Monday, January 6, 2014

How to Make More Money from Your Published Textbook

Congratulations. You're a published textbook author and are now promoting your book everywhere. You're contacting colleagues, e-mailing friends, and posting links to your book in as many social media outlets as you can find.

Excellent!

But jeez, Louise, don't send potential customers to Amazon or Barnes & Noble or any other discount retailer. Send them to your publisher!

Why?

First, your publisher has just spent, most likely, many tens of thousands of dollars creating your book and ancillaries. It's trying now to not only recoup that investment but also generate profit. Without that profit, you will no longer be a published author. At least of that book.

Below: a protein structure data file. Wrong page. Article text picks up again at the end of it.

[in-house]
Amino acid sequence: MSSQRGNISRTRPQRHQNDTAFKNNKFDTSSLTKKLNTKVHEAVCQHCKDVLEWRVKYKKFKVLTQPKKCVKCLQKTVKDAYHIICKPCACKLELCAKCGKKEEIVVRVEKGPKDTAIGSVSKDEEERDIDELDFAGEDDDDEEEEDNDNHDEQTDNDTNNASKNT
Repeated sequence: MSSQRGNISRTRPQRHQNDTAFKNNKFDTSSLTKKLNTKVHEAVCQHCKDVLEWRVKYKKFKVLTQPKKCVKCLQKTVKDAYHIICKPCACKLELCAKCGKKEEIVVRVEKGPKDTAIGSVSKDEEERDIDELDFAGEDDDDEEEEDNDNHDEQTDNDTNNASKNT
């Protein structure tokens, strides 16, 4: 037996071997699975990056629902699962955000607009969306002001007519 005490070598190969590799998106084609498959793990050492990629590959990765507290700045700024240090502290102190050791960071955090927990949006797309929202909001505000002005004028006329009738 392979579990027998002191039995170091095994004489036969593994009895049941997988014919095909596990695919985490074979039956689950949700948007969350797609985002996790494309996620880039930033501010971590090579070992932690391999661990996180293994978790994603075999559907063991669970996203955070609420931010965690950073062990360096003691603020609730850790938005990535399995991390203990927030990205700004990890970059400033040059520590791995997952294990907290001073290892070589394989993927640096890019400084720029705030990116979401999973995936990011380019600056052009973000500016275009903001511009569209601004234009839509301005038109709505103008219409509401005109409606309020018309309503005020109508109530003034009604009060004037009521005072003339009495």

Mostly, though, you and the publisher are both losing money. Publishers give Amazon and similar distributors sometimes absurd discounts to have their book listed. The distributor then charges customers considerably more. No problem there, that's how they stay in business, and sales through these distributors can really help publishers make money.

But every book sold through, say, Amazon instead of your publisher takes money right out of your pocket. You get paid, probably, on how much money the publisher receives for each book sold. Books sold at a discount put less money in your pocket (and the publisher's, of course) than books sold at or near list price.

So do everyone a favor. When you include a link to your book somewhere, use your publisher's product page address, and not Amazon's!

You're welcome.